I once worked in customer service. You know, the job where you paste a smile on your face when all you want to do is let that other person have what ought to be coming to them. But of course, you keep the smile, keep the words, and keep on serving. For the small, silly reason that you want to keep your job (though, those of us that have quit, know that we’d never take such a job back. Even when our bosses have told us over and over, “Oh, but you were made for customer service!”).  Hah. Made for it.  But how the world has changed.  Now, or so I heard, rude customer service is encouraged. Of course, only for the correct political reasons. Maybe I would have stayed in the business, had it been so in my day . . .  But then maybe not. Back then I definitely had my moments of wishing to spit in people’s faces. But now . . . with that warning constantly being bombarded into my eardrums, I’m sure I’d not be able to curb the temptation.  Back then I’d merely have been fired. I’m thinking it mig

Stopping To Start

  I haven't worn a mask since  . . . when did COVID start?  * * *  I didn't really mean to not wear one, to be honest. This summer I was applying for a job at TacoBell and thought I might have to go ahead and wear the thing. Life had other plans, I suppose. And then came pride. I remember being weirded out when I first saw people wearing them. I was shocked, humored, slightly scared.  The day before Trump announced he'd be banning international travel, I was laughing with my au pair family about whether or not this virus thing was worth worrying about.  "I don't think so many people could be that stupid," I'd said. "Just in case," my au pair mother said. "I'll buy some groceries." She asked me to come along and bought me a dirndl. I told her I thought I might like somebody. If I married him would she come to my wedding? She laughed. I'd been living with her for four months and hadn't mentioned the guy once. And we had bigger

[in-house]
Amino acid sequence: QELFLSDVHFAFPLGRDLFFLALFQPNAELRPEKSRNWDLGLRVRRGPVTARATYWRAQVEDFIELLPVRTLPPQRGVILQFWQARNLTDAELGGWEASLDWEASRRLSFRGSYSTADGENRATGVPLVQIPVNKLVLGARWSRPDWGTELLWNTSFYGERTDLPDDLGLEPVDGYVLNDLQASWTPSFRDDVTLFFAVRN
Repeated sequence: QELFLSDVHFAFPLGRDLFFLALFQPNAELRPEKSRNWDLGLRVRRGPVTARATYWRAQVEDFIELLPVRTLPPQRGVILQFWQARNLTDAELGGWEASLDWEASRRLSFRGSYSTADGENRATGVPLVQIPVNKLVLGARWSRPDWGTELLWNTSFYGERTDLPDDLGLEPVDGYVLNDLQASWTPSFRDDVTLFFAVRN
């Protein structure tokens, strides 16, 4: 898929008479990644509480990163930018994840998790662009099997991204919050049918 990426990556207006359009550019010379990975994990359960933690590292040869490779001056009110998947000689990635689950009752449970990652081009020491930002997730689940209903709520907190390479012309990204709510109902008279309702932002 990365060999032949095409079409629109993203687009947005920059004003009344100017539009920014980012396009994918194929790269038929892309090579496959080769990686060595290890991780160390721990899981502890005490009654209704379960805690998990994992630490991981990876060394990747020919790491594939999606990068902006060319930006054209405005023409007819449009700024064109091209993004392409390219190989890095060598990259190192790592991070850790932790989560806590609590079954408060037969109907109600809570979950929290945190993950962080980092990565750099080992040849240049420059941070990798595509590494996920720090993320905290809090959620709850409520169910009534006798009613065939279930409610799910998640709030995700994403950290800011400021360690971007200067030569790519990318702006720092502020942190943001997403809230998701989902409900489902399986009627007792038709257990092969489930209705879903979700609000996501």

When Life Isn't The Colors You Want

"You have such a colorful life," many a friend have told me in recent years. I always smile (in bright pink or yellow, right, though my teeth remain white) and say thank you (with a respectful shade of brown), and say it's all fun (green is life ya know). But something about the statement of my colorful life irks a dark, black part of my conscious. You see, my life hasn't always been colorful. Or wait ... it always has been colorful. But not with the shades or colors I like.  You see, much of my life has felt grey. You know, dull and pointless. It had its times of pastels ... almost, there were colors I liked, but "Why did they have to be so faded and out of reach of what I really wanted?"  Or, those times of life, when everything was awkwardly fluorescent shades of "I'm trying to colorful, but I'm really going to hurt your eyes". You see, my life has ALWAYS been colorful. But it's only now that it's of the colors th